So would it be better to go with a single ~3500W generator or two ~2000W generators with a parallel kit for units with this size A/C?

My suggestion is to buy 2 of the 2000 and kit.

Why?

Because together they produce about 3800...they will run all you need.

When you don't need AC

...you can take only one with you.

They are light enough for one to handle.

*** we bought 2 Preditor from Harbor Freight and the joiner kit for less than one Honda.

We have used them 4 years, use them often and have no issue.

Still quiter than most big name gennies of that age.;)

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1 hour ago, Chief Rick said:

With my truck topper/bed set-up, I don't know if I can fit a ~3500W generator in the bed.

 

The question is; how often will I need a generator?  I don't know at this point.

 

I don't know if/how often I would use the camper for the remainder of this year if I were to buy it right now.

***we always take at least one gennie and a trickle charger with us...just in case a battery dies (truck or trailer)

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38 minutes ago, irish ike, SASS #43615 said:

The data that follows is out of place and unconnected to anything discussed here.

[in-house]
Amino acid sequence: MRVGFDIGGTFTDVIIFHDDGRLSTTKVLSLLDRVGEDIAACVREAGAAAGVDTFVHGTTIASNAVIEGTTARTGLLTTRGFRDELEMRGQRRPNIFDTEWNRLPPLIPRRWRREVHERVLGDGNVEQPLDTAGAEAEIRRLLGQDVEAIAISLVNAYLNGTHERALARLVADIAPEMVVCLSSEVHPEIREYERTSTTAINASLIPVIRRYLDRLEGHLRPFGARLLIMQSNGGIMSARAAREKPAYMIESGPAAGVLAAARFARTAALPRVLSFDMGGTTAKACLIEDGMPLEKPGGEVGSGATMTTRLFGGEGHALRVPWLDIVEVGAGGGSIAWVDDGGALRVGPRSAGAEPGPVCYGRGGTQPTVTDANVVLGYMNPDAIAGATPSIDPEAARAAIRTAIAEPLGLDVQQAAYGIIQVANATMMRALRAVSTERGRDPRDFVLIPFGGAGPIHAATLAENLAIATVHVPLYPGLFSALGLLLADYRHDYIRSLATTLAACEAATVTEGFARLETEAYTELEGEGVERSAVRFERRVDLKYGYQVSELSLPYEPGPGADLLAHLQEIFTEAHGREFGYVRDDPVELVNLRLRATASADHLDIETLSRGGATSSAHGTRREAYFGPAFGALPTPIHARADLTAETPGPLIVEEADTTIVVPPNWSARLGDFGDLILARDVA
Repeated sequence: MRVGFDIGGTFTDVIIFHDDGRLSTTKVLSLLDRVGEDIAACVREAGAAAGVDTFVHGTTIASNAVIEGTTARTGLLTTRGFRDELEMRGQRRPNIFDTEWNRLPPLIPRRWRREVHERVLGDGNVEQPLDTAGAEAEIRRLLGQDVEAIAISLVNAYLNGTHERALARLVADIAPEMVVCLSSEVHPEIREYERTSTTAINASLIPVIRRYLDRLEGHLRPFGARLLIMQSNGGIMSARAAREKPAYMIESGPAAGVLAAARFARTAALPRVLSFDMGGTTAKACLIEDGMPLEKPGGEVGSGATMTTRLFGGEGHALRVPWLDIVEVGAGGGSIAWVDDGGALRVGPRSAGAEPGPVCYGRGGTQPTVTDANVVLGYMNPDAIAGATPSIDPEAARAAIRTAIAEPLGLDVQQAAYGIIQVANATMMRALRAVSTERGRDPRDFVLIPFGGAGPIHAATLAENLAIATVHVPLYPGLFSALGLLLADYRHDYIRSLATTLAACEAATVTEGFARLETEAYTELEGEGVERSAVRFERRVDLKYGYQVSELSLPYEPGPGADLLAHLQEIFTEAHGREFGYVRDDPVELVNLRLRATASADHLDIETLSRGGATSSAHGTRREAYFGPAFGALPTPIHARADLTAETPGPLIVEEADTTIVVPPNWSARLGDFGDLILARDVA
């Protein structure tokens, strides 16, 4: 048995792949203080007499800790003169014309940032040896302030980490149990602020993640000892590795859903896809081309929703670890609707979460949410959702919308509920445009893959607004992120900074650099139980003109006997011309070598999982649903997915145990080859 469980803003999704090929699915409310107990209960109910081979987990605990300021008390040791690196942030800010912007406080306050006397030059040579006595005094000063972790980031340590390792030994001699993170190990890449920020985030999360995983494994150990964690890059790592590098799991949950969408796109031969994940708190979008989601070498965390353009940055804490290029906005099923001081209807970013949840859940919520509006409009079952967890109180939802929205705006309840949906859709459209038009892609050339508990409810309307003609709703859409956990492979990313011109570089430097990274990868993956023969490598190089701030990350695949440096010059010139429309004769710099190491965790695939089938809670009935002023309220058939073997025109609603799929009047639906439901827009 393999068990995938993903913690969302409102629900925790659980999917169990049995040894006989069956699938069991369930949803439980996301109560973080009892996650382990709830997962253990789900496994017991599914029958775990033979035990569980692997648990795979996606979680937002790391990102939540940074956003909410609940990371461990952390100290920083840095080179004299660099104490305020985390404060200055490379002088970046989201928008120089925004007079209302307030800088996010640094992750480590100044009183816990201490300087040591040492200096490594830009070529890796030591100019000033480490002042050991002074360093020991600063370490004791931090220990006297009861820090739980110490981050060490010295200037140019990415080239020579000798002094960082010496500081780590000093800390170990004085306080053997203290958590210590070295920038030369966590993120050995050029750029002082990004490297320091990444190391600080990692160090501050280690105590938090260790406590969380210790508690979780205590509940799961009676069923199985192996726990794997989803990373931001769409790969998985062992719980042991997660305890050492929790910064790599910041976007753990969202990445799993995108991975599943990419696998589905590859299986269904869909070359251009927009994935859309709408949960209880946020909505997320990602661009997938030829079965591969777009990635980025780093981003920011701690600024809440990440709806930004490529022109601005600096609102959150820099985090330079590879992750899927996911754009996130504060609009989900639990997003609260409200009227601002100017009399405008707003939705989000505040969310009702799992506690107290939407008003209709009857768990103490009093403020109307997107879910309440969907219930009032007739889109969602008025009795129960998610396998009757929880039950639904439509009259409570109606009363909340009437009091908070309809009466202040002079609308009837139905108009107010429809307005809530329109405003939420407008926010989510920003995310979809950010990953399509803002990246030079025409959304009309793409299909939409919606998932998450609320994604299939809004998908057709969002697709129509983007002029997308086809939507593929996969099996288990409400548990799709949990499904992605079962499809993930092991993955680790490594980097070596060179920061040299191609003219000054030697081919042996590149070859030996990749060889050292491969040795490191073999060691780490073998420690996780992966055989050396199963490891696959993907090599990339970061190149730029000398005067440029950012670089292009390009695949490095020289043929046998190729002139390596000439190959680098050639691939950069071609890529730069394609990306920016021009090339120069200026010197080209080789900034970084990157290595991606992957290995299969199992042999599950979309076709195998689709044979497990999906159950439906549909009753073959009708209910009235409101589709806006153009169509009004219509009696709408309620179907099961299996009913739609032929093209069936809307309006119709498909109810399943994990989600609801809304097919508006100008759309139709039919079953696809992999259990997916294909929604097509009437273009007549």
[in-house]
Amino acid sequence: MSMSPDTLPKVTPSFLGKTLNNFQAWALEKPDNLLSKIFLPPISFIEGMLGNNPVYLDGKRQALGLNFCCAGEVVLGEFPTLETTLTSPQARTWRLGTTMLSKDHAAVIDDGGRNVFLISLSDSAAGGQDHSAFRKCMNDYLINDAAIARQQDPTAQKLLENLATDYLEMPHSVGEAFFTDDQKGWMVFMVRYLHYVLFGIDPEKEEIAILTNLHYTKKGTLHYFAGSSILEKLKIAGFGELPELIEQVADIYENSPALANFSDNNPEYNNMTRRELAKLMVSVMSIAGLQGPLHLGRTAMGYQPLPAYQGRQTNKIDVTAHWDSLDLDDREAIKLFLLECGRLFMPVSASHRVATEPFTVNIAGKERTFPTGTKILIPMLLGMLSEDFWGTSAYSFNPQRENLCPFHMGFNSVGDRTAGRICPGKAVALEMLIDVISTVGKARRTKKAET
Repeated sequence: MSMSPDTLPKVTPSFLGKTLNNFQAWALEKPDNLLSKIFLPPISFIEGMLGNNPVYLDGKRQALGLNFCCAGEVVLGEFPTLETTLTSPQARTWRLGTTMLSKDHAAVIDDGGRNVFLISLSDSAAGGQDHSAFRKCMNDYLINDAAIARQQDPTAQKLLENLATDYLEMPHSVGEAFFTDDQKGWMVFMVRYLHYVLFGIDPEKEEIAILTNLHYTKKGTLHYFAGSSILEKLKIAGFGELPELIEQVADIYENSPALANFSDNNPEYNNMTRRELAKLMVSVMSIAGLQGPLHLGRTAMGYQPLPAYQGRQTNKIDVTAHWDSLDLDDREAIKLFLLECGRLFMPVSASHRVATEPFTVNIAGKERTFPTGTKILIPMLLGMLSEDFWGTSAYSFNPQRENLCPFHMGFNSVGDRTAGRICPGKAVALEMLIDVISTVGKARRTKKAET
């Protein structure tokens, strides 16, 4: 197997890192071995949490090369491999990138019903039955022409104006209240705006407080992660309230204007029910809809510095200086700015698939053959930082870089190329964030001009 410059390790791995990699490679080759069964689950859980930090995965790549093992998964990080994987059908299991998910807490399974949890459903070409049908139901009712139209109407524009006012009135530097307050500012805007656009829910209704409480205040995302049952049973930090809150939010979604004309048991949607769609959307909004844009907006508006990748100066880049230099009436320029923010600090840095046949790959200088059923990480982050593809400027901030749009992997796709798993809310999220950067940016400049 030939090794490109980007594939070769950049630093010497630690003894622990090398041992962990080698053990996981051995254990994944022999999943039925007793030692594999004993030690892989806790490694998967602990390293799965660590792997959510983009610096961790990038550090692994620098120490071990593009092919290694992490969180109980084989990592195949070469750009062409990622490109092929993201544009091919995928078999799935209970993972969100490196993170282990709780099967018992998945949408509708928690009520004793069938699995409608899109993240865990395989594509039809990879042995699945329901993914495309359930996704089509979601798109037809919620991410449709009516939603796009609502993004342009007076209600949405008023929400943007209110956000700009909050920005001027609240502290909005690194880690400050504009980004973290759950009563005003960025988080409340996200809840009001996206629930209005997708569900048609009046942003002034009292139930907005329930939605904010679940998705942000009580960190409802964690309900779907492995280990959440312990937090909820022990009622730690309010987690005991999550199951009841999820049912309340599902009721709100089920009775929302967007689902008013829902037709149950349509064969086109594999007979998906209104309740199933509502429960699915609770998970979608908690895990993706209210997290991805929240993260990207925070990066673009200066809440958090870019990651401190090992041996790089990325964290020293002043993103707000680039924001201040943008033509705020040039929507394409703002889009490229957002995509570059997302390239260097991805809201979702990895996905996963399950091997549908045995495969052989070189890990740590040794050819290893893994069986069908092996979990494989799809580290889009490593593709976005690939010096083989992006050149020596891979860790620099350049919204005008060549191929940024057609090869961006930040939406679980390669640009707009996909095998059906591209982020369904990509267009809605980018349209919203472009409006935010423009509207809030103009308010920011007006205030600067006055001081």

I ran 2 Honda 2000 gens for 10 years. I added a 5 gallon exterior tank that they connected to. It allowed me to fill them, run for the  day. I liked the ECO mode as they sit there idling until a demand hits, like AC.

But, yeah theres always a but, I had to go outside to start and stop them. Cold and rain made that fun. Wakes you right up at night.

As I got older the lifting and carrying gens, fuels tank, and gas got to be too much. We now have an on board Onan.

One 2000 will not run your AC. With 2-2000's we still had the shut the AC off to run the microwave.

One by itself will keep everything topped off, batteries, and useable except AC.

 

 

Will ANYTHING outside of an onboard gennie 'really' run both AC and Micro at the same time??:huh::rolleyes::ph34r: